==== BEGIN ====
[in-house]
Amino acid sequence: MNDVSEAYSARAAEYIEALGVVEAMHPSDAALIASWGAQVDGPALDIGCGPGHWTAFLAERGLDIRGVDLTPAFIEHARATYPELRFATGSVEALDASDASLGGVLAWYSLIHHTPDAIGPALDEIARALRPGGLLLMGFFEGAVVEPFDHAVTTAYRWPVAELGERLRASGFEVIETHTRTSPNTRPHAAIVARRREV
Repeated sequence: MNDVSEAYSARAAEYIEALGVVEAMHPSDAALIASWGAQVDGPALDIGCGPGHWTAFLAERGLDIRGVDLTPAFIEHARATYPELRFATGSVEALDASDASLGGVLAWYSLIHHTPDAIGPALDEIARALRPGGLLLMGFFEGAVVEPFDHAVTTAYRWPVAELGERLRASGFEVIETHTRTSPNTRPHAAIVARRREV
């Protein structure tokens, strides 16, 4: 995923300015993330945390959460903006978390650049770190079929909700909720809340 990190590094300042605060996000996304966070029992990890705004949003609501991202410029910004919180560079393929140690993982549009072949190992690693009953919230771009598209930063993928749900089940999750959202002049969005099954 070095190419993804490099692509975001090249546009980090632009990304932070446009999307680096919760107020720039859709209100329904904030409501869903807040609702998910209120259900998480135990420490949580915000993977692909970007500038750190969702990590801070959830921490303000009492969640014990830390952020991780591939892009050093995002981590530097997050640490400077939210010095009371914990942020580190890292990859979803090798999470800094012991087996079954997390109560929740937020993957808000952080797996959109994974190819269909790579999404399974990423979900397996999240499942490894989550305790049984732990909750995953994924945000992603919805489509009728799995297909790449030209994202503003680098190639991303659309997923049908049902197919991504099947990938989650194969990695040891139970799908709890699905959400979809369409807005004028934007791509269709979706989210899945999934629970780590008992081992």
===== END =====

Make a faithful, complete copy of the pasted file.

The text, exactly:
[in-house]
Amino acid sequence: MNDVSEAYSARAAEYIEALGVVEAMHPSDAALIASWGAQVDGPALDIGCGPGHWTAFLAERGLDIRGVDLTPAFIEHARATYPELRFATGSVEALDASDASLGGVLAWYSLIHHTPDAIGPALDEIARALRPGGLLLMGFFEGAVVEPFDHAVTTAYRWPVAELGERLRASGFEVIETHTRTSPNTRPHAAIVARRREV
Repeated sequence: MNDVSEAYSARAAEYIEALGVVEAMHPSDAALIASWGAQVDGPALDIGCGPGHWTAFLAERGLDIRGVDLTPAFIEHARATYPELRFATGSVEALDASDASLGGVLAWYSLIHHTPDAIGPALDEIARALRPGGLLLMGFFEGAVVEPFDHAVTTAYRWPVAELGERLRASGFEVIETHTRTSPNTRPHAAIVARRREV
């Protein structure tokens, strides 16, 4: 995923300015993330945390959460903006978390650049770190079929909700909720809340 990190590094300042605060996000996304966070029992990890705004949003609501991202410029910004919180560079393929140690993982549009072949190992690693009953919230771009598209930063993928749900089940999750959202002049969005099954 070095190419993804490099692509975001090249546009980090632009990304932070446009999307680096919760107020720039859709209100329904904030409501869903807040609702998910209120259900998480135990420490949580915000993977692909970007500038750190969702990590801070959830921490303000009492969640014990830390952020991780591939892009050093995002981590530097997050640490400077939210010095009371914990942020580190890292990859979803090798999470800094012991087996079954997390109560929740937020993957808000952080797996959109994974190819269909790579999404399974990423979900397996999240499942490894989550305790049984732990909750995953994924945000992603919805489509009728799995297909790449030209994202503003680098190639991303659309997923049908049902197919991504099947990938989650194969990695040891139970799908709890699905959400979809369409807005004028934007791509269709979706989210899945999934629970780590008992081992």